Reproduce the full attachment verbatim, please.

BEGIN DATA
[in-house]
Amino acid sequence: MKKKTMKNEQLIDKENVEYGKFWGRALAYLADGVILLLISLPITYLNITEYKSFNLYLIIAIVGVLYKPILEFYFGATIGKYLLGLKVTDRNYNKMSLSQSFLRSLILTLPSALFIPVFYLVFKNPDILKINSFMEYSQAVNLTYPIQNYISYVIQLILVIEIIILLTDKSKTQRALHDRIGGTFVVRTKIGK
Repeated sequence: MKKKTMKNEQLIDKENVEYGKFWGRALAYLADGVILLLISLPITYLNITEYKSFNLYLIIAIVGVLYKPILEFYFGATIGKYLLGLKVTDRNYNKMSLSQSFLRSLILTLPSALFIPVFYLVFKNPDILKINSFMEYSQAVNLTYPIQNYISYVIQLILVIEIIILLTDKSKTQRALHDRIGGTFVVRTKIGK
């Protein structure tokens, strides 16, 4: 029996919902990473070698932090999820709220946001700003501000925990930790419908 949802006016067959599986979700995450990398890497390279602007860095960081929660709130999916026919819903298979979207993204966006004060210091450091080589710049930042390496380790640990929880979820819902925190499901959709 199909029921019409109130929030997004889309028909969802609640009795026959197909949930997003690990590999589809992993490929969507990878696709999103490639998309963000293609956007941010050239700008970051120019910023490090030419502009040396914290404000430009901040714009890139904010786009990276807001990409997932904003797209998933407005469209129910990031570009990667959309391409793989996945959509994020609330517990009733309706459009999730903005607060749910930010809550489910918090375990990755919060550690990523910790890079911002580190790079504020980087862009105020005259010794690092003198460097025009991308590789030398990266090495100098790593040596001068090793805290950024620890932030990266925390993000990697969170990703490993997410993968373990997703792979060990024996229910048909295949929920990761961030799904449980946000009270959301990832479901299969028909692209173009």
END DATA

[in-house]
Amino acid sequence: MKKKTMKNEQLIDKENVEYGKFWGRALAYLADGVILLLISLPITYLNITEYKSFNLYLIIAIVGVLYKPILEFYFGATIGKYLLGLKVTDRNYNKMSLSQSFLRSLILTLPSALFIPVFYLVFKNPDILKINSFMEYSQAVNLTYPIQNYISYVIQLILVIEIIILLTDKSKTQRALHDRIGGTFVVRTKIGK
Repeated sequence: MKKKTMKNEQLIDKENVEYGKFWGRALAYLADGVILLLISLPITYLNITEYKSFNLYLIIAIVGVLYKPILEFYFGATIGKYLLGLKVTDRNYNKMSLSQSFLRSLILTLPSALFIPVFYLVFKNPDILKINSFMEYSQAVNLTYPIQNYISYVIQLILVIEIIILLTDKSKTQRALHDRIGGTFVVRTKIGK
């Protein structure tokens, strides 16, 4: 029996919902990473070698932090999820709220946001700003501000925990930790419908 949802006016067959599986979700995450990398890497390279602007860095960081929660709130999916026919819903298979979207993204966006004060210091450091080589710049930042390496380790640990929880979820819902925190499901959709 199909029921019409109130929030997004889309028909969802609640009795026959197909949930997003690990590999589809992993490929969507990878696709999103490639998309963000293609956007941010050239700008970051120019910023490090030419502009040396914290404000430009901040714009890139904010786009990276807001990409997932904003797209998933407005469209129910990031570009990667959309391409793989996945959509994020609330517990009733309706459009999730903005607060749910930010809550489910918090375990990755919060550690990523910790890079911002580190790079504020980087862009105020005259010794690092003198460097025009991308590789030398990266090495100098790593040596001068090793805290950024620890932030990266925390993000990697969170990703490993997410993968373990997703792979060990024996229910048909295949929920990761961030799904449980946000009270959301990832479901299969028909692209173009």